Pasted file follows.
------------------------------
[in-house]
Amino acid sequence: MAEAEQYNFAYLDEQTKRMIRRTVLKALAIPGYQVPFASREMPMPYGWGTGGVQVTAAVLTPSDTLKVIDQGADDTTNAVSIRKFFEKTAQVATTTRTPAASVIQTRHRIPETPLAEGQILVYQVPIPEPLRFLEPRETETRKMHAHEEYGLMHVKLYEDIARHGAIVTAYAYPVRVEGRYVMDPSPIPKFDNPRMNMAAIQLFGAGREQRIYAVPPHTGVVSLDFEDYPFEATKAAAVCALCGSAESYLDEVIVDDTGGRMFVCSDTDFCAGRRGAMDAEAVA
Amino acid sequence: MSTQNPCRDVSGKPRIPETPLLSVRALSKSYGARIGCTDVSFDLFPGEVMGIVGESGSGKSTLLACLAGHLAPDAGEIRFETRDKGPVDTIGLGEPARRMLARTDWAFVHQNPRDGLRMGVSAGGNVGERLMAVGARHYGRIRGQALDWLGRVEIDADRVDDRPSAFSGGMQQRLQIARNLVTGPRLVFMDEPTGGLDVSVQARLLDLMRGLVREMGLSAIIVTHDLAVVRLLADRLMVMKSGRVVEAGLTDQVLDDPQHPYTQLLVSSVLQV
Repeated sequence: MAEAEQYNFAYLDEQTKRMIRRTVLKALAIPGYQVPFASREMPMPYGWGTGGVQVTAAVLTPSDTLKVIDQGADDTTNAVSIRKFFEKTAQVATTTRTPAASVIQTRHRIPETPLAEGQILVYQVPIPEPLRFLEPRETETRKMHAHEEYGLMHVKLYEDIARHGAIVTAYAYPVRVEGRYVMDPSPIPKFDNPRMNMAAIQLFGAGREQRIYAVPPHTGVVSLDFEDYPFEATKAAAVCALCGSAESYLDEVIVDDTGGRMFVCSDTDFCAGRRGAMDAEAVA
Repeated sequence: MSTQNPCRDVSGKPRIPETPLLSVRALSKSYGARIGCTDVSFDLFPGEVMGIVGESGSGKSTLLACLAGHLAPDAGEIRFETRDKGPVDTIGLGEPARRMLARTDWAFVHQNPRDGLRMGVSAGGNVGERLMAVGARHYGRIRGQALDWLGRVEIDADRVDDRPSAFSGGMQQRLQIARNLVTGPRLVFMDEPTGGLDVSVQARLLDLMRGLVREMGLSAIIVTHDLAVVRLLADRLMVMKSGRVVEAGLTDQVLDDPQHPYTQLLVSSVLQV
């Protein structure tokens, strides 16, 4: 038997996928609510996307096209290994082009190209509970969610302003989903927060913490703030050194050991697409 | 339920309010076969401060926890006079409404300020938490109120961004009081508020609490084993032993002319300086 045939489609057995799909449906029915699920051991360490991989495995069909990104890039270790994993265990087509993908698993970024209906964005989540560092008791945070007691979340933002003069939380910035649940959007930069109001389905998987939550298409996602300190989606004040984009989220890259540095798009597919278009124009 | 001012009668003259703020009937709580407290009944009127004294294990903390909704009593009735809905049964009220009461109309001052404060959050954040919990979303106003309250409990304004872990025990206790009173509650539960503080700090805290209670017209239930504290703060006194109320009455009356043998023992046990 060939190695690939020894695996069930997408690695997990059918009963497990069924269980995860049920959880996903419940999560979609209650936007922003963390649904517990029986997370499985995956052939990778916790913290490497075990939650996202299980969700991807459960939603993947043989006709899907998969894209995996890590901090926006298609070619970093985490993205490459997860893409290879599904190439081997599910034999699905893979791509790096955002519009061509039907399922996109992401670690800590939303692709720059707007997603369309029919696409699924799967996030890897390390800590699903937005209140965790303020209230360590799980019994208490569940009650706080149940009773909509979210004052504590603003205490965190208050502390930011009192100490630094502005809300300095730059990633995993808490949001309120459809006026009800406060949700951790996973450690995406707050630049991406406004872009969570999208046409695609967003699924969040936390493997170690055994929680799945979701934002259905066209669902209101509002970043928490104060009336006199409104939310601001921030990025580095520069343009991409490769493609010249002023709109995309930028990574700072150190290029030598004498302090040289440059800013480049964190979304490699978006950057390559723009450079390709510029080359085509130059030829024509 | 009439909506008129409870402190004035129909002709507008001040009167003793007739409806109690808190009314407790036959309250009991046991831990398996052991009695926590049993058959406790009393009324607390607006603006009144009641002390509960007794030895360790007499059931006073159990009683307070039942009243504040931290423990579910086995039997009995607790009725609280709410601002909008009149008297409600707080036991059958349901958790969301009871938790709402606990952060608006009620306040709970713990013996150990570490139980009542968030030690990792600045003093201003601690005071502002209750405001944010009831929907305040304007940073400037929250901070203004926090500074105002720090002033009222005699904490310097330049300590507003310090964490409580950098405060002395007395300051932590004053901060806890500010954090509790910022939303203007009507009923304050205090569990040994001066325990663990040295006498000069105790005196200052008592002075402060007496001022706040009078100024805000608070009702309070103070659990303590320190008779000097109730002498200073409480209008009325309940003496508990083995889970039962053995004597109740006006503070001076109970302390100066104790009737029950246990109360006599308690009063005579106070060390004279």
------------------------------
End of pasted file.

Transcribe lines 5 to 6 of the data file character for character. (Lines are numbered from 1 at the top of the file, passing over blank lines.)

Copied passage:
Repeated sequence: MSTQNPCRDVSGKPRIPETPLLSVRALSKSYGARIGCTDVSFDLFPGEVMGIVGESGSGKSTLLACLAGHLAPDAGEIRFETRDKGPVDTIGLGEPARRMLARTDWAFVHQNPRDGLRMGVSAGGNVGERLMAVGARHYGRIRGQALDWLGRVEIDADRVDDRPSAFSGGMQQRLQIARNLVTGPRLVFMDEPTGGLDVSVQARLLDLMRGLVREMGLSAIIVTHDLAVVRLLADRLMVMKSGRVVEAGLTDQVLDDPQHPYTQLLVSSVLQV
């Protein structure tokens, strides 16, 4: 038997996928609510996307096209290994082009190209509970969610302003989903927060913490703030050194050991697409 | 339920309010076969401060926890006079409404300020938490109120961004009081508020609490084993032993002319300086 045939489609057995799909449906029915699920051991360490991989495995069909990104890039270790994993265990087509993908698993970024209906964005989540560092008791945070007691979340933002003069939380910035649940959007930069109001389905998987939550298409996602300190989606004040984009989220890259540095798009597919278009124009 | 001012009668003259703020009937709580407290009944009127004294294990903390909704009593009735809905049964009220009461109309001052404060959050954040919990979303106003309250409990304004872990025990206790009173509650539960503080700090805290209670017209239930504290703060006194109320009455009356043998023992046990 060939190695690939020894695996069930997408690695997990059918009963497990069924269980995860049920959880996903419940999560979609209650936007922003963390649904517990029986997370499985995956052939990778916790913290490497075990939650996202299980969700991807459960939603993947043989006709899907998969894209995996890590901090926006298609070619970093985490993205490459997860893409290879599904190439081997599910034999699905893979791509790096955002519009061509039907399922996109992401670690800590939303692709720059707007997603369309029919696409699924799967996030890897390390800590699903937005209140965790303020209230360590799980019994208490569940009650706080149940009773909509979210004052504590603003205490965190208050502390930011009192100490630094502005809300300095730059990633995993808490949001309120459809006026009800406060949700951790996973450690995406707050630049991406406004872009969570999208046409695609967003699924969040936390493997170690055994929680799945979701934002259905066209669902209101509002970043928490104060009336006199409104939310601001921030990025580095520069343009991409490769493609010249002023709109995309930028990574700072150190290029030598004498302090040289440059800013480049964190979304490699978006950057390559723009450079390709510029080359085509130059030829024509 | 009439909506008129409870402190004035129909002709507008001040009167003793007739409806109690808190009314407790036959309250009991046991831990398996052991009695926590049993058959406790009393009324607390607006603006009144009641002390509960007794030895360790007499059931006073159990009683307070039942009243504040931290423990579910086995039997009995607790009725609280709410601002909008009149008297409600707080036991059958349901958790969301009871938790709402606990952060608006009620306040709970713990013996150990570490139980009542968030030690990792600045003093201003601690005071502002209750405001944010009831929907305040304007940073400037929250901070203004926090500074105002720090002033009222005699904490310097330049300590507003310090964490409580950098405060002395007395300051932590004053901060806890500010954090509790910022939303203007009507009923304050205090569990040994001066325990663990040295006498000069105790005196200052008592002075402060007496001022706040009078100024805000608070009702309070103070659990303590320190008779000097109730002498200073409480209008009325309940003496508990083995889970039962053995004597109740006006503070001076109970302390100066104790009737029950246990109360006599308690009063005579106070060390004279």